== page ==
But, that said, by contemporary American standards the Margaret Thatcher of the 1980s was a progressive: on the environment, on healthcare, and on market regulation she was quite liberal (in the U.S. sense of the word). Thatcher’s stances on these three issues show how far to the Right the center of political gravity has shifted. Nowadays, a candidate with her principles and policy positions would have a hard time winning the Democratic nomination for President, let alone the Republican one.
“[F]ree markets are a means to an end,” Thatcher said in a speech to the United Nations in 1989, which she commenced with praise for Charles Darwin. “They would defeat their object if by their output they did more damage to the quality of life through pollution than the well-being they achieve by the production of goods and services.” She then demanded international action on climate change, saying “[i]t is no good squabbling over who is responsible or who should pay,” adding that while environmental protection requires economic growth “it must be growth which does not plunder the planet today and leave our children to deal with the consequences tomorrow.”
The expression "inter-generational responsibility" was not one that likely ever passed her lips, but that is exactly what Thatcher was propounding. Any Republican candidates with the courage to voice to such sensible thoughts today, with or without a laudatory reference to Charles Darwin, would have to brace themselves for the Tea Party hordes, torches and pitchforks in hand.
Margaret Thatcher accepted the need for the National Health Service (NHS) and, while ever hopeful of establishing “internal markets” within the NHS, never questioned the legitimacy of a publicly-funded healthcare system. In 1982 she told the Conservative Party conference “[t]he principle that adequate health care should be provided for all, regardless of ability to pay, must be the foundation of any arrangements for financing the Health Service.” The following year in Edinburgh she declared, “I have no more intention of dismantling the National Health Service than I have of dismantling Britain’s defenses.” And it wasn’t all talk. Margaret Thatcher’s governments devoted an increasing share of public spending to the NHS, rising from approximately 10% in 1980 to around 12% in 1989, tracking the percentages that went to defense in the same period.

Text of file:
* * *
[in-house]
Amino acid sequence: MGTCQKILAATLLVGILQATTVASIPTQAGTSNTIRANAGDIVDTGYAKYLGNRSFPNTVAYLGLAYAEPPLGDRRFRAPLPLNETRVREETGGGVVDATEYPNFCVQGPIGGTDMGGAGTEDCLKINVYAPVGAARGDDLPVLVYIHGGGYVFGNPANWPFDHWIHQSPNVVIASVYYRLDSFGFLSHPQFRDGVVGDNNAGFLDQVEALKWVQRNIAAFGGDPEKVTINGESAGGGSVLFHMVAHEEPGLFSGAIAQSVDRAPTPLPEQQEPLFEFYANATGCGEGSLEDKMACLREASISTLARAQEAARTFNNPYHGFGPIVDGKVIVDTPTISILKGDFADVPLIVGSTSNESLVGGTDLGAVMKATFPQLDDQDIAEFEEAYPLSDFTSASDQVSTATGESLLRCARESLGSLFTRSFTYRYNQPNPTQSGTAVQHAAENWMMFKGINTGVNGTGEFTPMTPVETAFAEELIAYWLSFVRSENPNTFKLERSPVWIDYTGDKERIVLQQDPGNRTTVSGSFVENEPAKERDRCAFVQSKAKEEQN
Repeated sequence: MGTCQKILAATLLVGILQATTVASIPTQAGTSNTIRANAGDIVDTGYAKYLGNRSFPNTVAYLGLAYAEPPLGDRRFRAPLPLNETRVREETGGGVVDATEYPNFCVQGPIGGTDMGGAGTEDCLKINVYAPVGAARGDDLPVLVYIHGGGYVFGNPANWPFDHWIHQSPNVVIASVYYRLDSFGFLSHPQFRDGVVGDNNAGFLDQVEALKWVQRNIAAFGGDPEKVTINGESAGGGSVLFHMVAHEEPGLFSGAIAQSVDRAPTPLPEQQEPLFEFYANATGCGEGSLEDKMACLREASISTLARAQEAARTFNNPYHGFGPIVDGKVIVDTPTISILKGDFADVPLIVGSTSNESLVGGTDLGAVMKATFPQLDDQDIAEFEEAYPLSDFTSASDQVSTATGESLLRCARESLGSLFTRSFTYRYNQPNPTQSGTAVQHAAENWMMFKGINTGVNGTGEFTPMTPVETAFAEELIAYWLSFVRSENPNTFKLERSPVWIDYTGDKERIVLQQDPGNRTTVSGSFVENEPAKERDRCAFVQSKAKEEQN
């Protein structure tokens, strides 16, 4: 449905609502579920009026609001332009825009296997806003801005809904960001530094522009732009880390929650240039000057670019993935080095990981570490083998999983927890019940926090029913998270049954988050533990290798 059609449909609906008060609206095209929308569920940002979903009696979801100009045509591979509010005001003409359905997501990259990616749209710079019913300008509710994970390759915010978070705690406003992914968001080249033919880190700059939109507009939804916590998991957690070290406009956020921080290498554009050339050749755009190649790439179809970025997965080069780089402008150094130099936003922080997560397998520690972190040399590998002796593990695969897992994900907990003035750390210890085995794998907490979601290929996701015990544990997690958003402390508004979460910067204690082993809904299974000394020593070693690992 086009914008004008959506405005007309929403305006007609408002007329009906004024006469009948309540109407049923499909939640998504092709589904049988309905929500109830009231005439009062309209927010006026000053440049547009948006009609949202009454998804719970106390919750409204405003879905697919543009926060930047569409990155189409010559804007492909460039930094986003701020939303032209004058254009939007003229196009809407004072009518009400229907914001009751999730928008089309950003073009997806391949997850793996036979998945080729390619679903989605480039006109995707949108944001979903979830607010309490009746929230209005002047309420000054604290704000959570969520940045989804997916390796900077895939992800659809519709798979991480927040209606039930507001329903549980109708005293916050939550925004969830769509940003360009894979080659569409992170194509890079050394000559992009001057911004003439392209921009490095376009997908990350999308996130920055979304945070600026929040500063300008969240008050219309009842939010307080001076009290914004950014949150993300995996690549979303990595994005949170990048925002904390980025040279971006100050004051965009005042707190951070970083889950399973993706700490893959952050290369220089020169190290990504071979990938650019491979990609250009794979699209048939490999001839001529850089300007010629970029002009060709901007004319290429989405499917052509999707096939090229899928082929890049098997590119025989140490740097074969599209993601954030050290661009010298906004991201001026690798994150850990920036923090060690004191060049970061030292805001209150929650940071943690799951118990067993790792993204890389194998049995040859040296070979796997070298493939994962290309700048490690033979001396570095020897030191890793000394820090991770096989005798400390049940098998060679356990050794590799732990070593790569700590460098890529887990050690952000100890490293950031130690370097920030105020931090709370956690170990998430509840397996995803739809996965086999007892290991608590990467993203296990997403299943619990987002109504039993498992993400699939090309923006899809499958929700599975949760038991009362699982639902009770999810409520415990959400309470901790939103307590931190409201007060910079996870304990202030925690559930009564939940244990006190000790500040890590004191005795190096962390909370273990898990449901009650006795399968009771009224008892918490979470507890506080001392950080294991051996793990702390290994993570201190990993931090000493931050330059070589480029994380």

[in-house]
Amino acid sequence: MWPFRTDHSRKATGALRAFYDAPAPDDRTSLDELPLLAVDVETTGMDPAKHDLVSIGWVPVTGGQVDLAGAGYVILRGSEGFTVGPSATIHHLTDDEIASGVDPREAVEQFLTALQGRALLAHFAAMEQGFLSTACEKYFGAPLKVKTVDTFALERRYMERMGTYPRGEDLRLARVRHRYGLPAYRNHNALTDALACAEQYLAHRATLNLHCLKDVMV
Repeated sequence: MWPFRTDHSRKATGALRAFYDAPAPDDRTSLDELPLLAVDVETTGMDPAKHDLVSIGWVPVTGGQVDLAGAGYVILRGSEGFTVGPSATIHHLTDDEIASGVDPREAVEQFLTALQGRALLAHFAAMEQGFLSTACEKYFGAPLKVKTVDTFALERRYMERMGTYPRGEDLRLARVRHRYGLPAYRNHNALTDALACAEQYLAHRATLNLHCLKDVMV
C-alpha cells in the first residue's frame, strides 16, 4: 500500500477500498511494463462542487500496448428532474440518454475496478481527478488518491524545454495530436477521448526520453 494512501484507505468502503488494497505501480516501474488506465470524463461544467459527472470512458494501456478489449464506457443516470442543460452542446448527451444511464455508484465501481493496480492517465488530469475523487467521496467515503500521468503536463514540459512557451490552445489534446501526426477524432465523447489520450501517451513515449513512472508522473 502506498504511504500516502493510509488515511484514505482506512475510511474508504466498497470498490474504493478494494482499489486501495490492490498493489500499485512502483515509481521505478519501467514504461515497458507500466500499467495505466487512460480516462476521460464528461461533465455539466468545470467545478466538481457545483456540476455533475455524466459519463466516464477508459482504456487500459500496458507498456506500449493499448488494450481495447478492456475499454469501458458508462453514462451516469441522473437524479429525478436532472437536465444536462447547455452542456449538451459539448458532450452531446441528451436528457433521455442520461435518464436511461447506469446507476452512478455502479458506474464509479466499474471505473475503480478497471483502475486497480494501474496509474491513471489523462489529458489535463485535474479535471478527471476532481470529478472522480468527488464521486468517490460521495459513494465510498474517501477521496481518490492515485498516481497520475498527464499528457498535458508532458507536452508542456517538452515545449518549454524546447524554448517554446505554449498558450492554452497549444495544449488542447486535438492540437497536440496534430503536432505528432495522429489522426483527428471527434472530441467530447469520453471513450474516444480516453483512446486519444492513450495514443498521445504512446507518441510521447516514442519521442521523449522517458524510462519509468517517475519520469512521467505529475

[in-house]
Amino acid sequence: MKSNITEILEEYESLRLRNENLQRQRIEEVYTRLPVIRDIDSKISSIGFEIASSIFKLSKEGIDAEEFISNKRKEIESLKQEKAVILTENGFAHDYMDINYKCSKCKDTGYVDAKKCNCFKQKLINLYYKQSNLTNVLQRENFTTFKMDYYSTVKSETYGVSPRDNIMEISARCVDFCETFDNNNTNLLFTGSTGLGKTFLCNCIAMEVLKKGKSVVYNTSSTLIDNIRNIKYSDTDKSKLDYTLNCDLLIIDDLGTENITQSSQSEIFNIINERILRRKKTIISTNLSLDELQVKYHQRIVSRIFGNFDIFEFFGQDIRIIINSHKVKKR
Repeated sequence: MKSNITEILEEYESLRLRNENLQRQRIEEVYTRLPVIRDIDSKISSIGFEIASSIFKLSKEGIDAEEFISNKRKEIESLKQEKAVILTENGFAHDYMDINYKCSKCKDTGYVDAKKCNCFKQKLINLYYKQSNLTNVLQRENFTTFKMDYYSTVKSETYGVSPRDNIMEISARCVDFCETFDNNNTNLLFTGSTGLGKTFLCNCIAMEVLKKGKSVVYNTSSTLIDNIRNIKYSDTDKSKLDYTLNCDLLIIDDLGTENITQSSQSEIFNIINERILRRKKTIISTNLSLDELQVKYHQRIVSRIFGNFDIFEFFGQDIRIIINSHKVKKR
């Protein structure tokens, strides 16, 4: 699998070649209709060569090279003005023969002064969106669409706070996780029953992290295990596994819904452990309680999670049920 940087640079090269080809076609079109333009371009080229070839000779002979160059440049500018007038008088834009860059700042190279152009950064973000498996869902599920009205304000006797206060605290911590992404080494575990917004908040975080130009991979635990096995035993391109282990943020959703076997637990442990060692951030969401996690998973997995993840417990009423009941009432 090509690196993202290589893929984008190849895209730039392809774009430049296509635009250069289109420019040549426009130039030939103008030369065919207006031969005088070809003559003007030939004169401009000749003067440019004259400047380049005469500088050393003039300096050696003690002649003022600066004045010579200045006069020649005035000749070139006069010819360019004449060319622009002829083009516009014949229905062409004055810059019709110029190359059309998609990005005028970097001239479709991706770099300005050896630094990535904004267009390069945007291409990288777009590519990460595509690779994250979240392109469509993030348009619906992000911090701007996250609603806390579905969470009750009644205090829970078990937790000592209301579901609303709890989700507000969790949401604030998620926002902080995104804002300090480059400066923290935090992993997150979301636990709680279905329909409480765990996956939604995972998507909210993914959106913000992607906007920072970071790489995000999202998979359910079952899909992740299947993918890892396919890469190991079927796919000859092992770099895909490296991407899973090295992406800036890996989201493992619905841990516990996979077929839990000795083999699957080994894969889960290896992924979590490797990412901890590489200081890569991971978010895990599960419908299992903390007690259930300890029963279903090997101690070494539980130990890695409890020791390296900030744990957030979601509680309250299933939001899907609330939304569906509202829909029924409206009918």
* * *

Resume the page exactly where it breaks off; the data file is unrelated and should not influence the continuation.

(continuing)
It is hard to imagine even a moderate Republican (something that is, in itself, increasingly hard to imagine) proclaiming fealty to the principle of publicly-funded healthcare for all. What more flamboyant form of hari kiri could there be than for a contemporary conservative in the United States to stand before the Republican party faithful and not only equate healthcare with the national defense, but also to agree that a civilized society should fund both through taxation?
Margaret Thatcher deregulated the financial sector, most famously via the Big Bang reforms of 1986, thereby creating the conditions that gave rise to the subprime debacle and meltdown 20-odd years later. That may be a truism, but is it true? In a recent article, Philip Booth, program director at the Institute of Economic Affairs, reminds us what really happened during Thatcher's premiership:
"[I]n general, the 1980s was not a period of financial deregulation. Insider trading was made illegal in 1980. The life insurance industry, which had been almost free of regulation for over 100 years from 1870, was re-regulated from 1980 to 1982. Bank deposit insurance was introduced in 1979. The sale of investment and insurance products came under statutory regulation from 1986. Further, the first ever regulation of UK bank capital took place under Basel I, agreed while Thatcher was Prime Minister."Failing as they do to align with the myth, perhaps the facts as Booth presents them are so discomfiting to Left and Right alike that they will remain conveniently out of sight and mind. Margaret Thatcher exercising oversight and setting limits on the financial sector is an image that triggers cognitive dissonance among both her supporters and detractors. Far easier, for current purposes, to remember Thatcher as a cartoon conservative, a free-market buccaneer hacking and slashing at the remains of the welfare state while dancing around a bonfire of regulatory red tape. If we choose to remember her a laissez-faire warrior, the scourge of the public sector, then the cabal that currently controls the congressional Republican Party looks comfortingly normal.
How much more challenging and chilling to recall the reality of Margaret Thatcher's policies -- her respect for climate science, commitment to universal public healthcare, and refusal to give speculators free rein -- that would mark her out to today's Republicans as an unelectable outcast. For that matter, how well would Thatcher's policy statements play in the 2016 Democratic presidential primary, sounding as they do more like Bernie Sanders than Barack Obama? It is a measure of how narrow the political spectrum has become when we can ponder the Iron Lady's legacy and say, "Margaret Thatcher: dangerous progressive."